Today I resurrected myself from my recent infirmity of flu, to go to town on the bus.
It was interesting. Our busses come every half an hour.
Our normal bus was late, but a bus came along from a nearby town and picked up all of us pensioners standing at the bus stop. Someone had gone nuts, providing an open top tour bus to celebrate the sunny day. Us pensioners declined to stagger up the stairs for two reasons. One, our arthritis didn’t allow it. And two, we didn’t want our carefully coiffured hair to be blown around in the wind thus exposing our pink spots and bald places. So we packed out the downstairs.
I don’t know what happened to our bus, but I found out on the way home.
I waited for the bus back at the terminal. A bus driver was waiting to take over the bus that hadn’t arrived yet. He’d been there waiting for twenty minutes already. Soon another driver came to take over his shift for the bus after the bus that hadn’t arrived yet and that was now half an hour late. So when the bus arrived that was arriving half an hour late, there were two drivers waiting to take their shift. And the due bus that was supposed to be arriving was nowhere to be seen.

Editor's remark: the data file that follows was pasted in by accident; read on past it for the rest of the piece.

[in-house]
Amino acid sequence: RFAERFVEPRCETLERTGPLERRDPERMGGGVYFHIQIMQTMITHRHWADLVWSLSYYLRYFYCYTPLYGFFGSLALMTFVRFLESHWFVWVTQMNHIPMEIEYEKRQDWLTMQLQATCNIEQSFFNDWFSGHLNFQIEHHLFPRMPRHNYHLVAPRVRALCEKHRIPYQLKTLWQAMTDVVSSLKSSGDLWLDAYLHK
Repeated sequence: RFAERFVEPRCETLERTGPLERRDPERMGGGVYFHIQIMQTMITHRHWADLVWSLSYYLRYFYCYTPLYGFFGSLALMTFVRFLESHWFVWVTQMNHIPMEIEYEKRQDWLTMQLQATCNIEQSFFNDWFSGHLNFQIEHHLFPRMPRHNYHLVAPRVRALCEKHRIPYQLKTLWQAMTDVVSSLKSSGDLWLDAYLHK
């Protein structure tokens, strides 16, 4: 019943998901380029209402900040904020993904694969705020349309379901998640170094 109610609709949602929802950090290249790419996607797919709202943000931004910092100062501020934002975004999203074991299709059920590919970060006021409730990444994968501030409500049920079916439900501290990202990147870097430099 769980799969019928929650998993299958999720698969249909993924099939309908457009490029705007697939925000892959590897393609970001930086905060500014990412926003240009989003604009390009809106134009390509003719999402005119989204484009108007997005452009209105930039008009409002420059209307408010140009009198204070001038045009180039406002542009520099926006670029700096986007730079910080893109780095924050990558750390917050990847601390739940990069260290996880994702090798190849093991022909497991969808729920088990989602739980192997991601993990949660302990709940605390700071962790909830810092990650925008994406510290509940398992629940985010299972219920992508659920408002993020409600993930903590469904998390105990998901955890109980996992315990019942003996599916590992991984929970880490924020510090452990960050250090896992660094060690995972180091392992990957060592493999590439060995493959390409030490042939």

Eventually after a long conflab at the door of the bus that wasn’t the due bus, but was the late bus, one driver took on his shift and the other went to sit forlornly on a bus seat in the shelter to wait for the due bus that was nowhere to be seen. He probably had to drive it empty because the bus that was half an hour late, picked up all the passengers for the late bus and the due bus.
The late bus that had now morphed into the due bus was crammed!
The last passenger on was a huge woman who draped herself over a front seat, the only one left, next to a Mum with a pram, a frail old lady with a walker-shopper, and a very thin stalk like man with a walking stick and a back-pack that I would have expected to pull him over backwards should he try to wear it.
I was so bemused trying to work out the math of how our bus service could solve the problem of late busses that became due busses, I almost missed my stop. Fortunately the frail old lady with the walker-shopper was getting off too. She must have pushed the bell.
She took so long to extricate herself from the walking stick, the rucksack, the pram and the fat lady, that I had plenty of time to follow her off the bus.
We all got home I presume.